- The Washington Times - Friday, February 6, 2004

Excerpts of editorials from newspapers around the world:

Toronto Star

Pakistan’s nuclear secret

So now we know. The father of Pakistan’s H-Bomb, Abdul Qadeer Khan, may be a national hero, but he’s also a greedy fellow who for 15 years has been running a sleazy weapons bazaar on the side.

That’s the picture President Gen. Pervez Musharraf wants to draw, at any rate, now that Mr. Khan stands accused of selling nuclear technology to Iran, Libya and North Korea.

The truth is likely to be darker, and may well implicate Pakistan’s senior political and military echelons in proliferation-for-profit.

Successive Pakistani regimes tolerated, if not encouraged, a culture where top scientists felt free to flog nuclear secrets to some of the world’s most problematic countries, increasing the risk that terrorists might one day lay their hands on nightmare weapons. …

Without American moral leadership, this threat will not recede. Yet President Bush is singularly ill-placed to preach restraint. He made it clear in his Nuclear Posture Review of 2002 that he’s prepared to use nukes first, even against a non-nuclear adversary. He’s funding new “tactical” nukes, has budgeted for more fissile materials and wants a test site readied.

In short, he’s making the unthinkable thinkable, by lowering the bar to using nuclear weapons.


That fence over there

TEL AVIV — … With all due respect to the importance ascribed to the fence by Israeli security officials, deep inside Palestinian territory is not the proper place to put it.

A fence that carves up Palestinian communities, imprisons entire villages or prevents their residents from reaching their lands to farm them properly, might block terrorist cells but only at the price of deepening and disseminating even further the hatred of Israel in otherwise peaceful populations. The long-term destruction could overshadow the immediate gains.

Israel’s need to defend itself from terror can sometimes lead to depriving individual Palestinians of their property rights or their right to freedom of movement.

But if the harm to the lives of the citizenry turns into damage on a wide scale, and if the route on which the fence is going up is blatantly not meant only to prevent terror but to prevent the Palestinians from ever establishing a viable state of their own with territorial contiguity, then Israel is acting in clear contravention of its own interests.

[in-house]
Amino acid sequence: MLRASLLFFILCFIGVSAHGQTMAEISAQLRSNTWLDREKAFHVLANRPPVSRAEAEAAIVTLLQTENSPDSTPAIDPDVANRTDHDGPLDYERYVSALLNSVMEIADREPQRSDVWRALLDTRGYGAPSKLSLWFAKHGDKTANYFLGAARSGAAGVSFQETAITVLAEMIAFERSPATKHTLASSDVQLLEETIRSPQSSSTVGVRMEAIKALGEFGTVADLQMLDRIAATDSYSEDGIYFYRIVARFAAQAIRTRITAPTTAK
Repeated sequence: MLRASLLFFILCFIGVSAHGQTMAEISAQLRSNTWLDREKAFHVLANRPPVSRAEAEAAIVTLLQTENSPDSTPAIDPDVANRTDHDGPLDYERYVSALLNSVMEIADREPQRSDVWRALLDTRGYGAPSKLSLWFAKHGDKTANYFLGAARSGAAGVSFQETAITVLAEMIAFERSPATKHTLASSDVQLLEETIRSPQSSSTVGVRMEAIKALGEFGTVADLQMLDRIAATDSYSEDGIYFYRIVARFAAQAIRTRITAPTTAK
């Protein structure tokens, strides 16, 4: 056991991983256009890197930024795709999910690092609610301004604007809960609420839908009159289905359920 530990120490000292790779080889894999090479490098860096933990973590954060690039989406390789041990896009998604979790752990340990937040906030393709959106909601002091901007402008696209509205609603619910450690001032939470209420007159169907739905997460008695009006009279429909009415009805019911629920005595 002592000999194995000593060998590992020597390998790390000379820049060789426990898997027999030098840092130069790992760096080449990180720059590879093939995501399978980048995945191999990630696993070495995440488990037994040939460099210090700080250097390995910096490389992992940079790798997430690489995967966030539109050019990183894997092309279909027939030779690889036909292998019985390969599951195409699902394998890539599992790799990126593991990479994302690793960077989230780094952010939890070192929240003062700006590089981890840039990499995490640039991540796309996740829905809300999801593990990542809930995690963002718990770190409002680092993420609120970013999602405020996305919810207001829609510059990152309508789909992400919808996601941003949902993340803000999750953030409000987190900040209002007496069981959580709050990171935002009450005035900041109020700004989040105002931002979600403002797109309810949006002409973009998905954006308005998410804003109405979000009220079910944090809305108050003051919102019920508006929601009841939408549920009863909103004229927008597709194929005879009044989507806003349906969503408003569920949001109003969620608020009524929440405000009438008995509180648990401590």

Moscow Times

Upcoming nuclear war games

MOSCOW — Later this month, Russia’s strategic nuclear forces will hold their largest exercises since the early 1980s.

The official explanation, according to a report in Kommersant, is that the war games are designed to help Russia prepare to counter terrorist threats. But no sensible person could believe that the launching of cruise missiles over the Atlantic and satellites into space combined with the test-firing of ballistic missiles would make the military better able to interdict a group of terrorists, even if they had managed to get hold of a nuclear weapon.

When the military last held war games of a similar scale, in 1982, both the Kremlin and the White House knew perfectly well what they were for — to simulate a global nuclear war. The planned exercises will also simulate a U.S.-Russian nuclear war, and the Russian side should not pretend otherwise. The strategic exercises are clearly intended to send a message to Washington, but also to the voters at home as President Vladimir Putin comes up for re-election… . Russian commanders, though they would not admit it in public, continue to believe that a nuclear exchange between the United States and Russia is possible, and thus that they should plan for it… .

If they are serious about fighting terrorism, political leaders on the banks of the Potomac and the Moskva should prod their generals to game joint interdictions of nuclear terrorist attacks rather than U.S.-Russian nuclear wars.

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